This post will illustrate how to use the new syslog logging driver for Docker, along with some notes on using docker-machine.

The first thing to be clear on is the syslog logging driver enables you to relay the log messages written to stdout/stderr within a container, to syslog service on the host machine.

For this example I am going to do this for an agent of the buildkite continuous integration (CI) service running inside a Docker container.

To ensure these logs are only retained on the host for a short time logrotate will be imployed to rotate and delete aging logs.

Firstly to use the new log drivers you need Docker 1.6, in my case I used docker-machine to spin up a new system on digital ocean as follows.

docker-machine create -d digitalocean \
	--digitalocean-access-token XXXXX \ 
	--digitalocean-image 'ubuntu-14-04-x64' \
	--digitalocean-region 'sfo1' \
	--digitalocean-size '1gb' buildkite01

Note: You will need to grab your access token from the digital ocean dashboard.

Once the system is up and running use docker-machine to log into the host.

docker-machine ssh buildkite01

Configure rsyslog to isolate the Docker logs into their own file. To do this create /etc/rsyslog.d/10-docker.conf and copy the following content into the file using your favorite text editor.

# Docker logging
daemon.* {
 /var/log/docker.log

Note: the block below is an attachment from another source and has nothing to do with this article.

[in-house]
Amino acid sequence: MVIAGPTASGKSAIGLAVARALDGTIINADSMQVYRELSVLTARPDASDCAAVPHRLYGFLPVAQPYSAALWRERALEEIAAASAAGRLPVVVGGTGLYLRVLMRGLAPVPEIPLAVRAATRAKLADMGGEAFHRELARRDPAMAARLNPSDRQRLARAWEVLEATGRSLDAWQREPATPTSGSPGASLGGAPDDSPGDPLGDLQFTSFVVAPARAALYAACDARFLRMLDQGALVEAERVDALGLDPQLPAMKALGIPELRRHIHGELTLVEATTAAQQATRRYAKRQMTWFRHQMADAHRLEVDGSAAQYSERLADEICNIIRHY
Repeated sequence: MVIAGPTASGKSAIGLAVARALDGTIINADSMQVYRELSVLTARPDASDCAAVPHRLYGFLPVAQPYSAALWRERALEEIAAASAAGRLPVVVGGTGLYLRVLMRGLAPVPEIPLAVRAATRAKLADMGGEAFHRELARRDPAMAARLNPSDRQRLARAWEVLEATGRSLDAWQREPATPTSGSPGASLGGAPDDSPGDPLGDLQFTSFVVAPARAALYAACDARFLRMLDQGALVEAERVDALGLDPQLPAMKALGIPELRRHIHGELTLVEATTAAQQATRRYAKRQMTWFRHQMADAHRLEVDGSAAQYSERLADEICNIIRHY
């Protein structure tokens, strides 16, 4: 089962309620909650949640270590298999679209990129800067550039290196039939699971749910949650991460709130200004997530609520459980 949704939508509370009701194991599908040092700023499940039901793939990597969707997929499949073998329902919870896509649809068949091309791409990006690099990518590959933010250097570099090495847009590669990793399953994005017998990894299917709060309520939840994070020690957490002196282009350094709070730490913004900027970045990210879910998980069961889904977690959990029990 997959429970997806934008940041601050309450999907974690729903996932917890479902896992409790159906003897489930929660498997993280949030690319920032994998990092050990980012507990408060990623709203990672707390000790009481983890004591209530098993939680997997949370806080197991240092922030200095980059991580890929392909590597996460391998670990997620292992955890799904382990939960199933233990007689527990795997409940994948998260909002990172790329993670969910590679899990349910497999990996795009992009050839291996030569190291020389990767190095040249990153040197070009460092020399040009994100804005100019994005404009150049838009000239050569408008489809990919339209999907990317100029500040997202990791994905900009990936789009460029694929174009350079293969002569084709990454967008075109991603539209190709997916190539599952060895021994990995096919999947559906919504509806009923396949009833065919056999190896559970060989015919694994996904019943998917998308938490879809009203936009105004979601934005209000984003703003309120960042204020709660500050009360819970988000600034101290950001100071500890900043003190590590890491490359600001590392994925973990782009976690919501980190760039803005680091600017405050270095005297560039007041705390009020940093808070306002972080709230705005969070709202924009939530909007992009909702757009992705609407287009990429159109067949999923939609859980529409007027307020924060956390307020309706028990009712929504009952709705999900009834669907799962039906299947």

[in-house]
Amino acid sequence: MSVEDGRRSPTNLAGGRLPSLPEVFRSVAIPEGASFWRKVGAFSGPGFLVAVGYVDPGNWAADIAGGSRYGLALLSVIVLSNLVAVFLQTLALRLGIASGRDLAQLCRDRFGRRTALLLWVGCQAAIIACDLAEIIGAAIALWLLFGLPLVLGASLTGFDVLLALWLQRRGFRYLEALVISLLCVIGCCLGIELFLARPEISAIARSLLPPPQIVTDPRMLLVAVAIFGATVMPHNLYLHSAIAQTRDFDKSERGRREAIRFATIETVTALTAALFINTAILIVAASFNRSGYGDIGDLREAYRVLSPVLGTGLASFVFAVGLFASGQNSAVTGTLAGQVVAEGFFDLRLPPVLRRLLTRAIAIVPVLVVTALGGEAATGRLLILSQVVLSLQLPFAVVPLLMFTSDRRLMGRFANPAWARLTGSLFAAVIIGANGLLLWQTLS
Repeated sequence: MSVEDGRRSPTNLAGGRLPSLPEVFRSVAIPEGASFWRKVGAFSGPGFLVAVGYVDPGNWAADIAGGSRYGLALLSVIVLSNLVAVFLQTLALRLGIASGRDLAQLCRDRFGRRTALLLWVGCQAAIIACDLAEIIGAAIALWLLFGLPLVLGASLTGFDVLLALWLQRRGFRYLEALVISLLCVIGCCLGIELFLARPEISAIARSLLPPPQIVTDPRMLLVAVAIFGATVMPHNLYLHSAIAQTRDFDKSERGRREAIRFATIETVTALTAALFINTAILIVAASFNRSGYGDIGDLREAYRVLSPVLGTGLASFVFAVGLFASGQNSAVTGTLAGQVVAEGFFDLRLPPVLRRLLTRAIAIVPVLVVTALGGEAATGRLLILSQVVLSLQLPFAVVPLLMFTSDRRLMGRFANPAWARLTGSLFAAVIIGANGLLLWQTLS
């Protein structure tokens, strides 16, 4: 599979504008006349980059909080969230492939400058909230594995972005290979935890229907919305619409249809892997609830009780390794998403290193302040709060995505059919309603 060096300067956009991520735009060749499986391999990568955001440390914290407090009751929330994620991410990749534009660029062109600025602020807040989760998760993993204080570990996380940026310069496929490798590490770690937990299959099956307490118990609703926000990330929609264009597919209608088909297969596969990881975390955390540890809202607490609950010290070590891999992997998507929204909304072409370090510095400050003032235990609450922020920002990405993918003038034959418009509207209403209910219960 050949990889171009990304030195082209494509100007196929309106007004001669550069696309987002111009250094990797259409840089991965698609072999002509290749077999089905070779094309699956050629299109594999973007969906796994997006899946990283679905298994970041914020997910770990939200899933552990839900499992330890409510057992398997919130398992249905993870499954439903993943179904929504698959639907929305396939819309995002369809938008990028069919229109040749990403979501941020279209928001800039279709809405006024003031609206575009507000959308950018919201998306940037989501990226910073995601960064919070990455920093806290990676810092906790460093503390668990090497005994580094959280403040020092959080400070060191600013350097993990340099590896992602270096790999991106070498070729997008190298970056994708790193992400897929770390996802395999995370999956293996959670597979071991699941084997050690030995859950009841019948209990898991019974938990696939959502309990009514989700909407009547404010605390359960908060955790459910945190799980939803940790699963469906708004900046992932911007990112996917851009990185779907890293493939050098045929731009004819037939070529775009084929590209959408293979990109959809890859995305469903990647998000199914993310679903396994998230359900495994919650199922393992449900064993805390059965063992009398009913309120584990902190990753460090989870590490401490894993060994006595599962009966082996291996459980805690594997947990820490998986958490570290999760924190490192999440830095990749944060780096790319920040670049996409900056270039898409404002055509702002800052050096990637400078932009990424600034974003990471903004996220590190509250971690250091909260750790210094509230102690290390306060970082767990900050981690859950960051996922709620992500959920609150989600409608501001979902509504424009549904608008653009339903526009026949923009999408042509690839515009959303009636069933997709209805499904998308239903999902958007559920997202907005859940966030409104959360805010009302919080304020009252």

stop
}

In summary this will write all logs for the daemon category to /var/log/docker.log then stop processing that log entry so it isn’t written to the systems default syslog file.

Now we configure logrotate to roll and archive these files. Create the /etc/logrotate.d/docker file and again copy the content as follows to it.

/var/log/docker.log {
    size 100M
    rotate 2
    missingok
    compress
}

This entry will roll the docker.log when it gets above 100MB and retain two of these files.

Note: The logrotate cron job only runs daily by default, so this check will only be done at the end of the day.

Now restart the rsyslog service.

service rsyslog restart

Now build your Docker container on your Docker machine from your laptop as follows. This will transfer the contents of . to the remote system and build your Docker container there, then tag it.

docker $(docker-machine config buildkite01) build -t buildkite/wolfeidau-golang:latest .

Then launch a named container, in this case we are passing --log-driver=syslog along with other buildkite agent specific information, and the tag we just built.

docker $(docker-machine config buildkite01) run \
	-d --rm --name buildkite-golang --log-driver=syslog \
	-e BUILDKITE_AGENT_TOKEN=XXX \
	-e BUILDKITE_AGENT_META_DATA="golang=1.4.2" \
	buildkite/wolfeidau-golang:latest

Then we ssh into the remote system and tail the /var/log/docker.log log file we can see output from the buildkite agent.

$ docker-machine ssh buildkite01
# tail /var/log/docker.log
May  3 05:53:56 buildkite01 docker/7ebdb2baff9c[3207]: 2015-05-03 09:53:56 INFO   Registering agent with Buildkite...
May  3 05:53:57 buildkite01 docker/7ebdb2baff9c[3207]: 2015-05-03 09:53:57 INFO   Successfully registred agent "7ebdb2baff9c" with meta-data [golang=1.4.2]

So at the moment some things are on the horizon for this driver including changing the tag and possibly remote server configuration.

That is the end of this brief post, hopefully it helps others get started with this new feature, and provides some tips on how to configure the rsyslog service to work with it.

Lastly I typically use ansible to automate this sort of thing, but it is nice to walk through it at least once.


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